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Amid Calls for Return to Office, Study Shows Productivity Surges In Fully Remote Businesses

Striking a balance in work arrangements is becoming increasingly important.
Cover Image Source: Fully Remote Companie | Photo by Fauxels | Pexels
Cover Image Source: Fully Remote Companie | Photo by Fauxels | Pexels

A new report has revealed that most fully remote businesses are more productive when compared to hybrid and fully in-person workforces. These insights contradicted the popular opinion held by some leaders that the best way to operate a business was in person.

Image Source: Photo by Andrea Piacquadio | Pexels
Image Source: Photo by Andrea Piacquadio | Pexels

Recently, tech giants like IBM and Amazon successfully implemented their Return-to-Office policies. The RTO movement is currently drawing a significant number of US workers back into traditional office spaces. However, a recent report suggests that this shift may not yield the anticipated impact.

According to the Impact of Technology on the Workplace study, which surveyed over 1,000 businesses across various industries, 64% of fully remote businesses reported high productivity levels, compared to 54% of fully in-person businesses and 53% of businesses that mandated in-person attendance.

Woman working on a Kaptop with a child in her lap | Pexels
Image Source: Photo by Pixabay | Pexels

It was observed that fully office-based businesses reported the lowest levels of productivity, reaching 7%, while remote workers capped at 2%.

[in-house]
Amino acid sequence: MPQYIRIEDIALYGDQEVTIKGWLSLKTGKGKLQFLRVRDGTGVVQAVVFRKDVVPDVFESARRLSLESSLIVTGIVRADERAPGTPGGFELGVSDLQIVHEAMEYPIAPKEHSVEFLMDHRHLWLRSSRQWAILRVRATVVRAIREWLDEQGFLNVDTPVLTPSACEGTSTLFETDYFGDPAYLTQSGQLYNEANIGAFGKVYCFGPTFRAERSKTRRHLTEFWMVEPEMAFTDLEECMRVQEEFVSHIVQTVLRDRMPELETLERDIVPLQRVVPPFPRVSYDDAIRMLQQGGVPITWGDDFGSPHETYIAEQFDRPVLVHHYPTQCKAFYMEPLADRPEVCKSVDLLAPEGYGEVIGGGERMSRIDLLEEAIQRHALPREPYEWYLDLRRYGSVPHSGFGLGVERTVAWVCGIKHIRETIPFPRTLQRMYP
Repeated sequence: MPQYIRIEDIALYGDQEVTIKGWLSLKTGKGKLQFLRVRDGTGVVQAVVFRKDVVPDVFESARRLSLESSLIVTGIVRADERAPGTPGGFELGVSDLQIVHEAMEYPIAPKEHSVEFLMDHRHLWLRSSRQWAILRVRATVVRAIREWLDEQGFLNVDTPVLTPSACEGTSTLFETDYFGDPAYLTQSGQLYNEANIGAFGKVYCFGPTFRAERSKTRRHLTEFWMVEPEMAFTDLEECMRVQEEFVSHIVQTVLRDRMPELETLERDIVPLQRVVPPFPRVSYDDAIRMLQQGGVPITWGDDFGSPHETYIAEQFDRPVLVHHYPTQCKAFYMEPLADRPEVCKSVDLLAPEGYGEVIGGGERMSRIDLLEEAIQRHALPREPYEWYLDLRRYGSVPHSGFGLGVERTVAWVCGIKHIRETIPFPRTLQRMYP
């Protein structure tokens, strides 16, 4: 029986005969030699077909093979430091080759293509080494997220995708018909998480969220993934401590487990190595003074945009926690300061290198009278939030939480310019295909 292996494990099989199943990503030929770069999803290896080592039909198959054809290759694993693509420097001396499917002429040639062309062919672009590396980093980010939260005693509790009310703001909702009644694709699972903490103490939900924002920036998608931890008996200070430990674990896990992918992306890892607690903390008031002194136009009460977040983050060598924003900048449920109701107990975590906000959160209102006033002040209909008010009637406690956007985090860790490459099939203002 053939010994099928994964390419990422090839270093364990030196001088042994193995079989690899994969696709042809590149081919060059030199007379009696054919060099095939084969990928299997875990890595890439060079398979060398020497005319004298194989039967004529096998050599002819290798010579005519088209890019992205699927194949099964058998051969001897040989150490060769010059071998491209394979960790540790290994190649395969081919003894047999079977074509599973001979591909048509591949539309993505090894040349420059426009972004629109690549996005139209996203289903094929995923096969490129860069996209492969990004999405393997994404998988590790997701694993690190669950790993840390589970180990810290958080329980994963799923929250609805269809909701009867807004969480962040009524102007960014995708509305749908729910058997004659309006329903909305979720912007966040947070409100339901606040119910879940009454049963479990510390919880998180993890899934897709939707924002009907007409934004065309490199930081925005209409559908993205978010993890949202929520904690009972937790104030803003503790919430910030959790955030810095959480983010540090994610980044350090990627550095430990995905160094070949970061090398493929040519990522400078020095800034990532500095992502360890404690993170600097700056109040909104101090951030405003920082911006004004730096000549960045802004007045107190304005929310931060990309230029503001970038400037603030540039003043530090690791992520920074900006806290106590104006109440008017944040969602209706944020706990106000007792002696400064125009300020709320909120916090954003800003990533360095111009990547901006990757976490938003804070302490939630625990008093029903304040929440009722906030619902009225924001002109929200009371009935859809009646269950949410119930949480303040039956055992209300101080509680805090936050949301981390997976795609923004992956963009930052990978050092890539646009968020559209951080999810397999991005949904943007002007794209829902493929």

When workers were asked why they felt working from home increased their productivity, the reasons cited included poor equipment at offices, background noise, and a lack of private spaces for making calls. However, it was also noted that 34% of remote businesses still encounter productivity challenges, such as distractions from family members.

The report further revealed that physical offices encounter fewer hurdles when recruiting new staff. 44% of fully remote companies found talent acquisition relatively easy, compared to 32% for in-person companies and 31% for hybrid teams.


The study also highlighted the significant role of AI in enhancing productivity. It revealed that 72% of businesses extensively utilizing AI reported high organizational productivity, contrasting with only 51% of businesses less reliant on AI.

The majority of businesses are employing AI to automate routine and repetitive tasks, with 32% utilizing it for activities such as scheduling, calendar management, and data entry. 

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Image Source: AI | Pexels | Photo by Pixabay

Unsurprisingly, the concept of Return to Office (RTO) policies is met with disfavor among employees who prioritize flexibility in their work arrangements. Another survey indicated that many employees would consider leaving their jobs if required to return to the office on a full-time basis.

"Many studies have found that flexible work schedules improve well-being, engagement, and organizational commitment. Offering flexibility can mitigate the risks of burnout, and ensure employees are maximizing their productivity," said IBI Researcher Carole Bonner, MET, MSAS.


Employers, on the other hand, offer various justifications for urging employees to return to the office, citing factors such as unused office space costs and the perceived lack of collaboration. "Employers that are seeing improved attraction and retention rates, and attracting top talent, are often the ones offering the most flexibility," Bonner told HRO Today.  

Amid these differing viewpoints, finding a middle ground becomes imperative. The Subjective Wellbeing (SWB) measurement report highlights that onsite workers tend to report lower levels of happiness.

"Happiness raises nearly every business and educational outcome: raising sales by 37%, productivity by 31%, and accuracy on tasks by 19%," writes Sean Achor, author of the book "The Happiness Advantage."